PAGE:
DDG Ellard referred to the WTO's preliminary research demonstrating that a decoupling of the global economy into two blocs would slash long-term global real GDP levels by about 5 per cent. She noted that the high cost of fragmentation shows that we need more strategic multilateralism and less unilateralism.

DDG Ellard further observed that trade is part and parcel of the solutions to the challenges of global commons, which can be addressed only on a multilateral basis. To tackle issues such as ocean sustainability, climate change, food insecurity and global pandemics, participation of as many countries as possible — big and small, developed and developing — is needed. The WTO is the forum to bring diverse interests together because of its focus on the welfare of people and on sustainability, she noted.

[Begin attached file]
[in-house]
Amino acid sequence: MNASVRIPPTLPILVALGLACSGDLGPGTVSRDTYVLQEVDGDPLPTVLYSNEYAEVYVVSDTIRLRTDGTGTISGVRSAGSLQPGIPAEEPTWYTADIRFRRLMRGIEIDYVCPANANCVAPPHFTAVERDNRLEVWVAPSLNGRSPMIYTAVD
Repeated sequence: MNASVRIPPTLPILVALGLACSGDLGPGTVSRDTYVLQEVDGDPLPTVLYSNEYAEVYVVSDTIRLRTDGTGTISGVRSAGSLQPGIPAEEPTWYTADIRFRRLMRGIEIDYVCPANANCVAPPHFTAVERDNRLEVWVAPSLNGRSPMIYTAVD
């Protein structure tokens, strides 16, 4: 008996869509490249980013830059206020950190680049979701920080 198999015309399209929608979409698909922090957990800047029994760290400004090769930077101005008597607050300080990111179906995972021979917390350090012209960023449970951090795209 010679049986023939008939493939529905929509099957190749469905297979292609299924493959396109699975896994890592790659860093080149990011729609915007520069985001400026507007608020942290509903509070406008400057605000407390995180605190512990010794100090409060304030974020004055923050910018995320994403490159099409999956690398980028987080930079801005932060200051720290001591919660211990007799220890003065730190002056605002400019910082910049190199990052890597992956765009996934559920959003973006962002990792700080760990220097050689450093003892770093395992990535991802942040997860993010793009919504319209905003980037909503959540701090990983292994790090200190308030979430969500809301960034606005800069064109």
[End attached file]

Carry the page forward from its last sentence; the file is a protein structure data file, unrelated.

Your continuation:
DDG Ellard added that addressing issues of global commons requires reforming and strengthening the WTO. She said that at the 12th Ministerial Conference WTO members demonstrated they could achieve agreements on issues of global commons despite deepening geopolitical divisions and even war. She pointed, in particular, to the new WTO Agreement on Fisheries Subsidies, which will deliver for the ocean and those who depend on it for their livelihoods and as a protein source.

DDG Ellard referred to economic growth as a means to improve the lives of so many, particularly the most vulnerable. “We can’t be so quick to dismiss the economic cost of sudden and radical change with a move to fragmentation,” she emphasized, “particularly when it comes to improving societal wellbeing.”  She concluded by pointing to the WTO as “an agent for change” that is worthy of the effort to reform and nurture.




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